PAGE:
TO THE WONDER written and directed by Terrence Malick, with Ben Affleck, Javier Bardem, Olga Kurylenko and Rachel McAdams. A VVS Films release. 112 minutes. Some subtitles. Opens Friday (April 19). For venues and times, see Movies.
Olga Kurylenko has come to the Toronto Film Festival with two movies, Terrence Malick's To The Wonder and Martin McDonagh's Seven Psychopaths, but the only movie she wants to talk about is Malick's.
This is understandable; she's only got about six minutes of screen time in Seven Psychopaths, playing a mobster's two-timing girlfriend - a role not dissimilar to previous gigs in movies like Hitman, Max Payne or even Quantum Of Solace, in which she played an arm-candy Bond girl. (She's also in this week's Oblivion, opposite Tom Cruise.)
To The Wonder, on the other hand, sees her as a person - Marina, a European who marries an American (Ben Affleck), moves to suburban Oklahoma and slides gradually into misery as her marriage falls apart.
The film unfolds in an even more impressionistic, free-associative style than Malick's last film, The Tree Of Life. There's minimal dialogue, the cast telling the story almost in pantomime.
"That was Terrence's biggest goal," Kurylenko says in a quiet ballroom at the Intercontinental Hotel. "He wanted us to speak with our bodies and our faces, our eyes. Often I would want to speak [aloud], and he would say, ‘No, no, no - ssshhh. Don't speak. Don't say it, don't say it.' And I would be, ‘Terry, why? You just gave me all these pages of text!'"
When Kurylenko says "pages," she's not kidding. Malick parcelled out the script to his actors on an as-needed basis, giving them only the pages they'd be shooting that day.
"He doesn't want you rehearsing," she says. "That's why he brings it [on] the day. It's kind of terrifying, because he doesn't want you to go and think about it. It's very instinctive with him. He said, ‘You have your instinct, and don't let anyone shut it down. Always listen to your instinct - it's the most important thing.' And he's right."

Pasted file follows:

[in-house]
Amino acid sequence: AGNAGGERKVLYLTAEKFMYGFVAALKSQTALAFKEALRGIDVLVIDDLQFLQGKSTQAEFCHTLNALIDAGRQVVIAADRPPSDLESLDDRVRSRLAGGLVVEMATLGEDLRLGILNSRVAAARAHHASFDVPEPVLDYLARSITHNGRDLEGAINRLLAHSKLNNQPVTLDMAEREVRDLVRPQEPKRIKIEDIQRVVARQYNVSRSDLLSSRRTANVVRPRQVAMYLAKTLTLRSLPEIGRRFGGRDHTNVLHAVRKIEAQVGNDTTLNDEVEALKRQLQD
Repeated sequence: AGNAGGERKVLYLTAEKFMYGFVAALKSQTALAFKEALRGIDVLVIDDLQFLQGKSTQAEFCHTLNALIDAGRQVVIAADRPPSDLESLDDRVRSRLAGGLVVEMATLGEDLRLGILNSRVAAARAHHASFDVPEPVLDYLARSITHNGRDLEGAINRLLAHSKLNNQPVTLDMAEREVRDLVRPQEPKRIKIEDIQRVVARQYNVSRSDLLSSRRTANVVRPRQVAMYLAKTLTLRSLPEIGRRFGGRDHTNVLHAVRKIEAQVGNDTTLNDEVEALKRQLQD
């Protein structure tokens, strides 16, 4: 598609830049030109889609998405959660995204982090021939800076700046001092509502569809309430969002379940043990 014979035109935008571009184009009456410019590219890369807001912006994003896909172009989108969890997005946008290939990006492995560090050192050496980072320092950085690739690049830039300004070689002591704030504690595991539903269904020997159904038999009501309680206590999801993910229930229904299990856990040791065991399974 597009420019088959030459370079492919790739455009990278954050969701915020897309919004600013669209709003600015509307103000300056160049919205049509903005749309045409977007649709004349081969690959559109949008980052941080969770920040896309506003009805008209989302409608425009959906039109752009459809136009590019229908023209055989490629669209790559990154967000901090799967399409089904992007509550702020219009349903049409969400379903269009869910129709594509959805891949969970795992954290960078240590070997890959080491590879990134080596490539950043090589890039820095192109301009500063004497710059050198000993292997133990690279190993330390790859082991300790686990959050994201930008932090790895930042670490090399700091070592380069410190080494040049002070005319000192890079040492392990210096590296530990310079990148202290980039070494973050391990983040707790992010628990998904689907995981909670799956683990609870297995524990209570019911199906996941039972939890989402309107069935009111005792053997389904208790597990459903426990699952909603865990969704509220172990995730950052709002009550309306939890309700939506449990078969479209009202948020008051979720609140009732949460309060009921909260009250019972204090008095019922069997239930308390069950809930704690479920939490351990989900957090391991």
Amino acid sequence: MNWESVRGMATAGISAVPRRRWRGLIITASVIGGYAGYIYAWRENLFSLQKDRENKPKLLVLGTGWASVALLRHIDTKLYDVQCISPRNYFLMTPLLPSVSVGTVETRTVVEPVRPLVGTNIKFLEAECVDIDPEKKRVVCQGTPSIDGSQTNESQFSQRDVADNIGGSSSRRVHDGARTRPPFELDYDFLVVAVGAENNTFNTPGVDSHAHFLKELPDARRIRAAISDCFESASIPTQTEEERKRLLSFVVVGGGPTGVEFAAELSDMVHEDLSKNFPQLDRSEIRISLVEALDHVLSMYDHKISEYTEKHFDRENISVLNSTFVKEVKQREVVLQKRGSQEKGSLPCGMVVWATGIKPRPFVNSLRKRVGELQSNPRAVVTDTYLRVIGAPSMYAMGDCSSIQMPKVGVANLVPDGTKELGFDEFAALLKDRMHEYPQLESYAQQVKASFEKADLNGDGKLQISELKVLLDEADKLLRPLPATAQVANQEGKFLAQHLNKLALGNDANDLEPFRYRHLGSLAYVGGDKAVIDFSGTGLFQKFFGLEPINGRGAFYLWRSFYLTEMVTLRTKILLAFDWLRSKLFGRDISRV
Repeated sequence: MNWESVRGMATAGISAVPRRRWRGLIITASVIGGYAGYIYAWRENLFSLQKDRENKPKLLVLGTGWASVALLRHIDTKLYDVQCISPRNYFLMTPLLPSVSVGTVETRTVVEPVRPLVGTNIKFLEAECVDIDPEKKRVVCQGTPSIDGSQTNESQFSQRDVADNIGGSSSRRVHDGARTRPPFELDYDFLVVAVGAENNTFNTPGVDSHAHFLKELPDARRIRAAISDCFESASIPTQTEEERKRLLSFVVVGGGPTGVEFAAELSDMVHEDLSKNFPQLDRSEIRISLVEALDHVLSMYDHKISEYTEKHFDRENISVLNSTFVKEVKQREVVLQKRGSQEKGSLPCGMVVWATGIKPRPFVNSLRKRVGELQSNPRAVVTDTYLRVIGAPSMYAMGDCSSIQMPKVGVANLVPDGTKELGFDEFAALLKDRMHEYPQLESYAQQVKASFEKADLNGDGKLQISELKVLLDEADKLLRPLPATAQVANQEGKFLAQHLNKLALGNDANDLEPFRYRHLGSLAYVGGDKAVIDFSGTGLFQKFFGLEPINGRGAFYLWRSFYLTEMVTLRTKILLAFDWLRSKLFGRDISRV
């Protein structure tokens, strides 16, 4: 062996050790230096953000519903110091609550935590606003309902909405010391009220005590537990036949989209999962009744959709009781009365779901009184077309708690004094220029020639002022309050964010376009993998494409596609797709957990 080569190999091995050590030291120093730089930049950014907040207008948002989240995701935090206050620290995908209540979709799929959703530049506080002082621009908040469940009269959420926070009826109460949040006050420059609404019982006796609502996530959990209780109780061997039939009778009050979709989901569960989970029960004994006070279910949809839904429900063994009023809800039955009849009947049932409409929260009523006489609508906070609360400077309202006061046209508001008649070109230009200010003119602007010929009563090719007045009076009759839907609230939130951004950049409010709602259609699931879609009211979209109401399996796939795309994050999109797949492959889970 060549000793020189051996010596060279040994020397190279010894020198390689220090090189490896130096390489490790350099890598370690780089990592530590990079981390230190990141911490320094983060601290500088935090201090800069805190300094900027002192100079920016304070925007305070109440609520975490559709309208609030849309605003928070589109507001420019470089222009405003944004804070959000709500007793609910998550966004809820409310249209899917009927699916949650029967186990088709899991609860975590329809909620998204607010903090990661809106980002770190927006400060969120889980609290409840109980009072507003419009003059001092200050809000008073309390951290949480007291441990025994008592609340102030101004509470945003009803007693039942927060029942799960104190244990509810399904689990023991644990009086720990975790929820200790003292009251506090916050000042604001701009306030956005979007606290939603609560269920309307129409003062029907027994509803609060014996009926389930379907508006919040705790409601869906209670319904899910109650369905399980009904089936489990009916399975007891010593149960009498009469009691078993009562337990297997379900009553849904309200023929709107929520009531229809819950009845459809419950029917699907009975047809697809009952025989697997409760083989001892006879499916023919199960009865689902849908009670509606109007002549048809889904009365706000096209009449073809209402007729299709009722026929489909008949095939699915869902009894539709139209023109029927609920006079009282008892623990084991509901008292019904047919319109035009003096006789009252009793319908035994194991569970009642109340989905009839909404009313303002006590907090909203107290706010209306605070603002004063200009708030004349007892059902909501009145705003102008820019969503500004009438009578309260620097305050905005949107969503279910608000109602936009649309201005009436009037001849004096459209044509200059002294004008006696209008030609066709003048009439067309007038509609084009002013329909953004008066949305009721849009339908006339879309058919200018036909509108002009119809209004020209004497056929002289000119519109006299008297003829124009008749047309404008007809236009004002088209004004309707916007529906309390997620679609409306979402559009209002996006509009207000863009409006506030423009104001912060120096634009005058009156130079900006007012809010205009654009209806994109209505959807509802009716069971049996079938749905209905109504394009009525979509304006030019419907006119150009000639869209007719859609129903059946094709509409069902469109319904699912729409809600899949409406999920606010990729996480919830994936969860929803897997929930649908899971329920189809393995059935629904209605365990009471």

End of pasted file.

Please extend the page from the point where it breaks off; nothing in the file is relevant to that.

Malick commands incredible loyalty from his actors for creating a fertile space in which to explore their characters. That's a paraphrase from Tree Of Life's Jessica Chastain in 2011, but Kurylenko basically says the same thing.
"When you watch Terrence's movies, you have a feeling that he almost filmed a documentary, you know?" she says. "It's prepared, but not rehearsed. It's there, the base is there, the fundament is built, and he builds it up through long conversations. He drives you slowly to that place where you're gonna do exactly what he wants you to do - and you think you came up with that, but actually he did [laughing]. It's just wonderful, like telepathy. He doesn't have to say it, but he puts that idea in you, and you think, ‘Oh, I did that!' But actually he did that."
Though Malick's final cut of To The Wonder isn't exactly the picture Kurylenko shot - the initial conception, she says, was far darker - she's still very happy to have been part of something so complex and cinematic.
"It's really for an attentive and thoughtful viewer," Kurylenko says. "You can't just get there and eat popcorn and talk in the middle. You've got to watch it in silence. Otherwise, you're gonna miss it."